Protists: Helpful or Harmful? (AIG IRP)

Protists: Helpful or Harmful? (AIG IRP)

Lesson Overview

Brief Description of Lesson/Task/Activity: Within the life science strand of 7th grade science, students focus on the processes, structures, and functions of living organisms that enable them to survive, reproduce, and carry out the basic functions of life.  Often, other living organisms’ need to perform life functions interacts positively/ interferes negatively with humans’ life functions.  In this task, students will research protists’ interactions with humans for an online news website.  Students will compose non-fiction essays that relate the positive aspects of protists. The real-world and interdisciplinary aspects of this lesson allow students to build meaningful connections and promote the development of 21st Century Skills.

Time Frame: 2 class periods (120 minutes)

Type of Differentiation for AIGs:

  • Enrichment

Adaptations for AIGs:

  • Content
  • Process
  • Product

Explanation of How Resource is Appropriate for AIGs: AIG students in the middle grades need to develop evaluative skills when exposed to informational text. Students also need to develop a balanced approach to science topics that are not easily placed in “this or that” categories. Finally, written arguments based on evidence are a necessary skill in advanced courses (AP sciences, etc.), so this opportunity will benefit AIG students.

Needed Resources/Materials:

  • Article on Brain-Eating Amoebas or other protist-caused disease
  • Computer with internet and printer access
  • Rubric to evaluate final position paper

Sources: “Brain Eating Amoebas Blames in Three Deaths” at https://www.washingtonpost.com/news/to-your-health/wp/2016/06/23/brain-eating-amoeba-blamed-in-teens-death-following-church-trip/

Teacher Notes: Choose the article you present for the engagement activity carefully.  Several internet articles are written from a parent/family’s point of view and could be too emotional for students.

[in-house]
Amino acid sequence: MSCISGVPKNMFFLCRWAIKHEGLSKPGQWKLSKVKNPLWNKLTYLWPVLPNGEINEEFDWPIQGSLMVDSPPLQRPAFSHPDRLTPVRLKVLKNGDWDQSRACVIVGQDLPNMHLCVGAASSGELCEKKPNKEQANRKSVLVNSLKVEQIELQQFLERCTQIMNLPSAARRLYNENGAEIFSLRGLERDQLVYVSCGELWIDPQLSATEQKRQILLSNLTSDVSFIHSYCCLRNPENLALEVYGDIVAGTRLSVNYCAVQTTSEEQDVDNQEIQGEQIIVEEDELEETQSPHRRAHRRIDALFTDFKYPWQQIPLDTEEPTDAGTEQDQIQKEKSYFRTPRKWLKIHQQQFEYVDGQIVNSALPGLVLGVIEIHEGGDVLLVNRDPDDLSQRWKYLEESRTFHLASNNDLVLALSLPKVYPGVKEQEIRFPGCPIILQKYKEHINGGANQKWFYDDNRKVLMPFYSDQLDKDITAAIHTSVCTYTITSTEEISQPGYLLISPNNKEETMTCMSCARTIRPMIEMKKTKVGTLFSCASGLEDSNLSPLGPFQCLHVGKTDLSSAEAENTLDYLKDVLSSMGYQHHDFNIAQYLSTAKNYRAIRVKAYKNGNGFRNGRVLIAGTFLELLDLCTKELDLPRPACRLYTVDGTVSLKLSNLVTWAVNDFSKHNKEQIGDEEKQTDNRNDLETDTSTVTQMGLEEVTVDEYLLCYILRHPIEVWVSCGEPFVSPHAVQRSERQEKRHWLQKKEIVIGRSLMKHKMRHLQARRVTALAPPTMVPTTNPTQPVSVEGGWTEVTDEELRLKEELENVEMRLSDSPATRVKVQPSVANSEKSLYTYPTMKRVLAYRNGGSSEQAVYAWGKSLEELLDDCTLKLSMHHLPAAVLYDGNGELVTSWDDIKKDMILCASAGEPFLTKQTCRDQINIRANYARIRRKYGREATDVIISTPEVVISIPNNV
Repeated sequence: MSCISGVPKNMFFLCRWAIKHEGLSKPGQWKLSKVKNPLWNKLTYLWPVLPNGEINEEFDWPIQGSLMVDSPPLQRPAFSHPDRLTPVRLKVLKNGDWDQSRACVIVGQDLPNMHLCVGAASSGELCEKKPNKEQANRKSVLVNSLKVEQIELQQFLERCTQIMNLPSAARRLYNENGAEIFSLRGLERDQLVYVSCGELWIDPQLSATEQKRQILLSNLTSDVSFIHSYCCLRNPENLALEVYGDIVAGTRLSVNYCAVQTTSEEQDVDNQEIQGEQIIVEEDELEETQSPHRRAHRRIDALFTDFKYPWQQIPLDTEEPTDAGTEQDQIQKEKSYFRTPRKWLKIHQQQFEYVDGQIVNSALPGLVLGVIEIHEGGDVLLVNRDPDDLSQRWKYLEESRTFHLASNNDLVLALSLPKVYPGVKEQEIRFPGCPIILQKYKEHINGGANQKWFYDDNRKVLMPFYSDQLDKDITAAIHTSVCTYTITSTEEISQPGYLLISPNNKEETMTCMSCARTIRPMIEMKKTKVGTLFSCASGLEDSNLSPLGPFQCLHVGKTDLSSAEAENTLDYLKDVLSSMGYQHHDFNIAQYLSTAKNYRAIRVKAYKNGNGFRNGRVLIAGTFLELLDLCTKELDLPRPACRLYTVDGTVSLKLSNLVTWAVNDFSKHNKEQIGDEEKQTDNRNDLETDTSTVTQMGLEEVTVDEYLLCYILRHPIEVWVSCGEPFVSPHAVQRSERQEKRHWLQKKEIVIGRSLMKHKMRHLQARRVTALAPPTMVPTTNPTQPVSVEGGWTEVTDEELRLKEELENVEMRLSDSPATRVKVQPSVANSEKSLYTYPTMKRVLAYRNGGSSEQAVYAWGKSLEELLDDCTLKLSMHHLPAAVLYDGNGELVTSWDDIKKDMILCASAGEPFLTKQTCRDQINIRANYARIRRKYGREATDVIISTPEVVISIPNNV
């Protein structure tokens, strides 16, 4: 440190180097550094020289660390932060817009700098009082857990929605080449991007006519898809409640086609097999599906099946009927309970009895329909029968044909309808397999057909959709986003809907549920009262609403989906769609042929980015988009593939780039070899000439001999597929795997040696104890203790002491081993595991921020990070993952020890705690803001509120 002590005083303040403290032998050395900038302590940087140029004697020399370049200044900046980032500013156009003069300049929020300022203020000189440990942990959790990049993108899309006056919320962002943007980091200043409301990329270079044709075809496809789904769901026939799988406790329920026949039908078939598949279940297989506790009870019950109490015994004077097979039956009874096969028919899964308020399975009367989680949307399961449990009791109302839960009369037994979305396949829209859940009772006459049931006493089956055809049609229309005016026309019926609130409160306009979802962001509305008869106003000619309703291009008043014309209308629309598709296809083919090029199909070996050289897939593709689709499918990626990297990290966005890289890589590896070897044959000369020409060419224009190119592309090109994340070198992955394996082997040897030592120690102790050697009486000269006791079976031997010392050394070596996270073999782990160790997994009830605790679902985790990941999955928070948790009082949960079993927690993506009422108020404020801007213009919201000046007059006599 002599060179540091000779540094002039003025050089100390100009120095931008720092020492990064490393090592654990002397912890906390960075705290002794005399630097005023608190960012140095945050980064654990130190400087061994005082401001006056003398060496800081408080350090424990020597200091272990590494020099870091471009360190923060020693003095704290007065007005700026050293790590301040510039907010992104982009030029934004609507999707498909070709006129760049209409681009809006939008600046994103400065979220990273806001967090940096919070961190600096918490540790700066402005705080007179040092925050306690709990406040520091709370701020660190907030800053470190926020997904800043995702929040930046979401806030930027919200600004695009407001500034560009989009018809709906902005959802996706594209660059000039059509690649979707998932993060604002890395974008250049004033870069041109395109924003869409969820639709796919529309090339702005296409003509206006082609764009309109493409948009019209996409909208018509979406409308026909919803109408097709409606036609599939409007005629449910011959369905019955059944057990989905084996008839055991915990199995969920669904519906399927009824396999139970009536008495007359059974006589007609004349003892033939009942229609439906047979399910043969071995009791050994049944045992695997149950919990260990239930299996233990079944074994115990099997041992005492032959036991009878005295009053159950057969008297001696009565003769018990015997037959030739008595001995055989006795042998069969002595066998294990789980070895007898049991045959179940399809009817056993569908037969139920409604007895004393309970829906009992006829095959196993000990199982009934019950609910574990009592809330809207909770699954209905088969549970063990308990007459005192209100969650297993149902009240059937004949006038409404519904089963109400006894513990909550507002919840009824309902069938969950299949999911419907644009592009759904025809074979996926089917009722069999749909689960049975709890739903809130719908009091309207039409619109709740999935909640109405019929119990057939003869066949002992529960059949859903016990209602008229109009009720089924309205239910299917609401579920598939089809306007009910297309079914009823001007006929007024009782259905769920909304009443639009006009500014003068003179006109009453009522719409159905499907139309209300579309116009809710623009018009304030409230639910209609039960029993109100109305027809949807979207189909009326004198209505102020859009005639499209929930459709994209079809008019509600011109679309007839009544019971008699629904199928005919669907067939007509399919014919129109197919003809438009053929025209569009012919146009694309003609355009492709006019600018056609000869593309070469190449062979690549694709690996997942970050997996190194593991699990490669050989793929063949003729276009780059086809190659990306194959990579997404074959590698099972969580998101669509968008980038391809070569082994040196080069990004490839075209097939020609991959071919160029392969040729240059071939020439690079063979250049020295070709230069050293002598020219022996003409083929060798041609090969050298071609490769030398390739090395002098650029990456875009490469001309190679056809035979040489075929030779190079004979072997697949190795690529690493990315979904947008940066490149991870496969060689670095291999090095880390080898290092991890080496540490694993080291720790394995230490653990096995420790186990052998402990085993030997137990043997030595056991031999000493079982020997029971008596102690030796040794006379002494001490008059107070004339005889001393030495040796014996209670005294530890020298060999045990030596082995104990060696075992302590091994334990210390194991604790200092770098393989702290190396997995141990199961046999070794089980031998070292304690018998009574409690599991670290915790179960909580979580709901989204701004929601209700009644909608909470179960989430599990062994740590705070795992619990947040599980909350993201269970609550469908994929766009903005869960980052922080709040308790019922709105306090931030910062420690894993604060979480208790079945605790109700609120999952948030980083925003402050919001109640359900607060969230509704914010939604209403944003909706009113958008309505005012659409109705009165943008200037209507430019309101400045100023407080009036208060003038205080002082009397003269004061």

If students do not have experience with citing information sources, consider spending some time demonstrating where different pieces of this information can be found on various websites.  Also, consider allowing all students to use a reference generator like “Son of Citation Maker” at  http://citationmachine.net/index2.php to improve student compliance with citing sources.

Stage 1: Engage

DAY ONE: 
Share the “Brain-Eating Amoebas” or other protist-caused disease article with students. State that after this article appeared, the online news site’s comments section indicated that many people believed that all protists are dangerous to humans and should be eliminated. Explain to students that they will be completing a RAFT activity:  As one of the science consultants for the online news organization, each student has been asked to counter this perception by writing an article that demonstrates the positive effects or uses of protists in medicine, industry, and the environment.  

R(ole): science consultant for an online news organization
A(udience): readers of the online news site who have negative perceptions of protists
F(ormat): online nonfiction news article
T(opic):  the positive effects or uses of protists in medicine, industry, and the environment

Stage 2: Elaborate

Students should begin their research on the positive effects or uses of protists in medicine, industry, and the environment.  The teacher should be prepared to guide students with key search terms like “protists in food chain,” “protists used in human food,” “protists in industry,” protists in medicine,” “protists and oil spills,” etc.  The teacher will also need to remind students to bookmark their sites for future citation or to build their citation page as they work. Previous exposure to protist structures may also be built on through this activity by promoting student research into form and function to explain why they are used in this positive manner—i.e. hydrophilic alginic acid in the cell walls of algae prevents the ice ice cream emulsion from separating.

DAY TWO:  
Students will write their online news articles using yesterday’s research.

Stage 3: Evaluate

Student articles should be assessed using the following rubric elements:

  1. Article format is appropriate to an online news article
  2. Article maintains topic consistency—the positive effects/uses of protists
  3. Article is well-organized with clear main ideas
  4. Article contains supporting details for the main ideas presented 
  5. Grammar and spelling is appropriate for the grade level
  6. A minimum of three sources are cited correctly

Teacher Notes: An alternative engagement activity involves collaboration with students’ Health teacher. Often students write a short essay or create a PSA about a disease, its causes, effects, treatments, and possible prevention.  Giardiasis, trichinosis, malaria, and many other diseases are caused by protists and demonstrate the “negative” effects of these organisms and could be Health topic choices.  The science teacher can then counter this negative portrayal of protists using the RAFT elaboration activity.